These changes have led to the emergence of a new political landscape in Singapore, as well as a more competitive new era with more possibilities!
First-past-the-post system no longer viable for Singapore?
Letter from Kannan Balakrishnan 04:46 AM Aug 30, 2011

THE Presidential Election brought forth many debates over the powers of the office but, following the close results, perhaps the debate should now centre on the viability of the first-past-the-post (FPTP) electoral system.

It is undeniable that under this system, Dr Tony Tan garnered the most votes and won. But 64.8 percent of the electorate also did not vote for him.

The FPTP system has provided for strong governments and clear winners in past General Elections (GE) and Presidential Elections here.

However, given that Dr Tan himself has described the political post-GE climate as a "new normal", perhaps it is time to reconsider the system for something that can accommodate a larger pool of candidates, without diluting the votes that each can garner.

Dr Tan Cheng Bock, in conceding defeat, said: "Even though I lost by only 0.34 per cent ... we have to follow our British system, first past the post."

However, the British, who have been the proponents of this electoral system for years, have themselves considered change.

Recently, a referendum was held in the United Kingdom for a change in the electoral system, and although the results seemed to show that the electorate was against a change, there was a low voter turnout of 42.2 per cent.

More importantly, counting districts such as those in London, Oxford, Cambridge and Edinburgh Central, cities comparable to Singapore, recorded "Yes" votes above 50 per cent.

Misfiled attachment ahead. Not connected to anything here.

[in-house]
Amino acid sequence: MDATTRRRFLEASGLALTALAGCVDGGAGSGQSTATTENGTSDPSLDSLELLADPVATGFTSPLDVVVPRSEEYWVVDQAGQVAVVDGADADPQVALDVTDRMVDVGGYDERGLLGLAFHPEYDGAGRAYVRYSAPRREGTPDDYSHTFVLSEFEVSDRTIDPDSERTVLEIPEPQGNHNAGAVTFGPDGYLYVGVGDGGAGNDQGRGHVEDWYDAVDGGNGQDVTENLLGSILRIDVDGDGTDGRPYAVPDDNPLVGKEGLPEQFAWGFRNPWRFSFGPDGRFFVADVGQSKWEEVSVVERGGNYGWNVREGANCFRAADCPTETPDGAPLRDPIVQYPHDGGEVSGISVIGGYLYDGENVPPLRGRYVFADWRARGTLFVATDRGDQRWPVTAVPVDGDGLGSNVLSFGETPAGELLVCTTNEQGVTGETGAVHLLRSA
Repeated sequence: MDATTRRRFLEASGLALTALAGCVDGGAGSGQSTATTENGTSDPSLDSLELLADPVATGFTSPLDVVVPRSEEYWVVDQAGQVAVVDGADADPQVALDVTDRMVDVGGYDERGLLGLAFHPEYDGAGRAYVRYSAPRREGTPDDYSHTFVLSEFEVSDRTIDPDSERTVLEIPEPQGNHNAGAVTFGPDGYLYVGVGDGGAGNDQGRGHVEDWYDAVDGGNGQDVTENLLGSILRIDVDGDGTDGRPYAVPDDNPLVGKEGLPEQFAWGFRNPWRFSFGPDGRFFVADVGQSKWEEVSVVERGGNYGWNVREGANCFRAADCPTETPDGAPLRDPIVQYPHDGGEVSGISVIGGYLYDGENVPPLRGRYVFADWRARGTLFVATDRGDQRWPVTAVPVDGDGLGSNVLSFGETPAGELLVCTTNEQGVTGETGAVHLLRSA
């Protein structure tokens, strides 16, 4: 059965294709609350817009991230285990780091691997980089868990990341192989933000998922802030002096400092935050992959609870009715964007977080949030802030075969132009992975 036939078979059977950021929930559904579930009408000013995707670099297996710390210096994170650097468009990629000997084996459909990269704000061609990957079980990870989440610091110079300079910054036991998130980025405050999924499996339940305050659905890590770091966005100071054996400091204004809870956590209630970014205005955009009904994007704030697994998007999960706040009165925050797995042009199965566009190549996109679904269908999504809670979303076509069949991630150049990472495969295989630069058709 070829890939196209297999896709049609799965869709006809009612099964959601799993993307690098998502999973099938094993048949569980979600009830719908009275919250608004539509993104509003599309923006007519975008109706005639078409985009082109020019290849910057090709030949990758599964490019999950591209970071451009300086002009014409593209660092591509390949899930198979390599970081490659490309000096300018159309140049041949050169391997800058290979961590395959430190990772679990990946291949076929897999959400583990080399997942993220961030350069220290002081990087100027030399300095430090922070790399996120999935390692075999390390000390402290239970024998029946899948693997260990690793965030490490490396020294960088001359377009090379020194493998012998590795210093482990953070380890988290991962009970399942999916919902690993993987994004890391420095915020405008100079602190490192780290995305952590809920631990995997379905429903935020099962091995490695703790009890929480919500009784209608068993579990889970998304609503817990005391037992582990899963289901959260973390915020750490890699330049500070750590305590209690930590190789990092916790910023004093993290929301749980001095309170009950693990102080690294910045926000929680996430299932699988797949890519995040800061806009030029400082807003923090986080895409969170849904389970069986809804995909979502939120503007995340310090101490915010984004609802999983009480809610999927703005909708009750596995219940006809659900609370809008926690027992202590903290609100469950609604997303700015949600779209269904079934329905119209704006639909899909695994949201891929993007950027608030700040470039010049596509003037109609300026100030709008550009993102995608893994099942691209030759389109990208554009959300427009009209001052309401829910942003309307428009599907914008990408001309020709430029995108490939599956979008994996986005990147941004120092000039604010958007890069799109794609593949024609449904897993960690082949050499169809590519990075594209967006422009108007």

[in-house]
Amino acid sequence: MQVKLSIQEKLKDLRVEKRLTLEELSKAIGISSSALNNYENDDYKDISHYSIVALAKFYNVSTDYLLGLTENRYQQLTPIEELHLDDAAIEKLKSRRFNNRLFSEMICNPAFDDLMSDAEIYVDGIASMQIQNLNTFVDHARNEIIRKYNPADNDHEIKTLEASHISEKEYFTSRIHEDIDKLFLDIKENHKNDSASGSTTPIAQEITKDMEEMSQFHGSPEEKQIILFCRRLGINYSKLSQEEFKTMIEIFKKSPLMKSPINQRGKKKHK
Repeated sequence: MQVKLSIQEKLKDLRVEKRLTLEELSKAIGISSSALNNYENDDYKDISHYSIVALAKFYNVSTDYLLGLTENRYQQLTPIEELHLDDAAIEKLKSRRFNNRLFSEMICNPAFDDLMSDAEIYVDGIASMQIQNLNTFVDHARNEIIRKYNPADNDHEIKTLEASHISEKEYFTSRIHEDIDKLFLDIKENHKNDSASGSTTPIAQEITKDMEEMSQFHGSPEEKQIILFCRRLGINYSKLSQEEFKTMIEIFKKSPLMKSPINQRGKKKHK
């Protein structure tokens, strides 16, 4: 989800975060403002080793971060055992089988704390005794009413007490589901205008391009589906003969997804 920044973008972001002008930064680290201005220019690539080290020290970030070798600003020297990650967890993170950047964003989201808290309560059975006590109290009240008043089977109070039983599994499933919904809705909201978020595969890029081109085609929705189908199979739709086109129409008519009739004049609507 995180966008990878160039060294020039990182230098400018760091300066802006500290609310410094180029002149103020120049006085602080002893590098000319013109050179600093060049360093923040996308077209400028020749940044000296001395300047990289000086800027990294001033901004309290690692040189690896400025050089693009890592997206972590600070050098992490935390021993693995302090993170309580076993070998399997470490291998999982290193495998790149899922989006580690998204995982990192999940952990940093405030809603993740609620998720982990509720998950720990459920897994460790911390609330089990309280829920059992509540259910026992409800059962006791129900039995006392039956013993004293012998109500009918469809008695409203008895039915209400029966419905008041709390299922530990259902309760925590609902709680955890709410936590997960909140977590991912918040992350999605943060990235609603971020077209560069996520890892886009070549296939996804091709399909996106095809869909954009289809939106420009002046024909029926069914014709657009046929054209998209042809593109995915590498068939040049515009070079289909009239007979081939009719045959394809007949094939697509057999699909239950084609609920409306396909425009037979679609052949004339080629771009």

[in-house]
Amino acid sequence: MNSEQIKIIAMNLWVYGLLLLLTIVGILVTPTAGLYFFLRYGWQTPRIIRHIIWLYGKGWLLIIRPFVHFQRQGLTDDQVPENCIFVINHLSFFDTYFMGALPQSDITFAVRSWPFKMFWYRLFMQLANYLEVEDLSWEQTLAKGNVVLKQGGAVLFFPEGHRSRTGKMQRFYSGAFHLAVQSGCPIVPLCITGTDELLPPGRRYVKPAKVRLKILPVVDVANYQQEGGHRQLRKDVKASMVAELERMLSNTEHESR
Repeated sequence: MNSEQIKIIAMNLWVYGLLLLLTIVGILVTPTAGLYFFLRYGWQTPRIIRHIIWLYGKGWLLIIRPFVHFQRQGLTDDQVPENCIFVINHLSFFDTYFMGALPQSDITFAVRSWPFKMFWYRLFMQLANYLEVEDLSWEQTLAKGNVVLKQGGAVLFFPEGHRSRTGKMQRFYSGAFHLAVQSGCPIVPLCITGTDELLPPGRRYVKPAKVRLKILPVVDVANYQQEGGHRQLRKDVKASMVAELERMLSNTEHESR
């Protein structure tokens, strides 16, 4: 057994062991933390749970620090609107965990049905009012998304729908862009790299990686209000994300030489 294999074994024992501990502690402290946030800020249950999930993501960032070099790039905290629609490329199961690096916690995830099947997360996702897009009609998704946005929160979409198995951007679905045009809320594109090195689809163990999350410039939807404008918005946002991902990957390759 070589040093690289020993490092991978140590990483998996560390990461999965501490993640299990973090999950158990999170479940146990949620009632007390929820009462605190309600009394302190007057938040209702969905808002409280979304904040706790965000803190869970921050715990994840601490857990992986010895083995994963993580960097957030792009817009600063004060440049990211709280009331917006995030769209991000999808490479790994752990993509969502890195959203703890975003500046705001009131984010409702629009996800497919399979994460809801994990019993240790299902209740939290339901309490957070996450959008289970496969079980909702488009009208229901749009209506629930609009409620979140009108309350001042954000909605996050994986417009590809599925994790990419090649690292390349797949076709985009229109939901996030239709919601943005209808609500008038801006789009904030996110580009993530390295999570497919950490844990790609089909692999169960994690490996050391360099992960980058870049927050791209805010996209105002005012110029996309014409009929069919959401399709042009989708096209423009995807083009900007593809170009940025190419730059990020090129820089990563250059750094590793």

There are several alternative electoral systems out there under the system of preferential voting, a type of ballot structure in which voters rank candidates in order of relative preference.

These include the single transferable vote and the instant runoff voting, which are used in America, the United Kingdom and Australia.

Take for example the instant runoff voting, where voters' ballots are first counted as one vote for their first-choice candidate. If a candidate secures a majority of votes cast, he/she wins.

Otherwise, the candidate with the fewest votes is eliminated, and a new round of counting takes place, with the second choice from each ballot for the eliminated candidate counted as one vote for the remaining candidates.

This process continues until a candidate receives a majority of the vote against the remaining candidates.

If such a system had been used for the recently concluded Presidential Elections, it would have resulted in a winner with a larger majority of the votes.
Why Tan Jee Say Did Not Win
By Benita Aw Yeong and Zul Othman

The 40 per cent opposition vote in the May General Election (GE) did not translate into support for losing presidential candidate Tan Jee Say yesterday.

He got 25.04 per cent of the votes, coming in third.

The winner, Dr Tony Tan got 35.19 per cent. Dr Tan Cheng Bock who came in second got 34.85 per cent. MrTan Kin Lian came in last with 4.91 per cent.

Speaking to reporters at Bedok Stadium around 1.30am today before the results were announced, MrTan Jee Say, a former senior civil servant, said that if there was to be a winner other than him, he preferred Dr Tan Cheng Bock.

Mr Tan said it had been a "good fight" and that the trust gained from his supporters will "never be misplaced".

He also believed that his seemingly confrontational image had indeed cost him votes.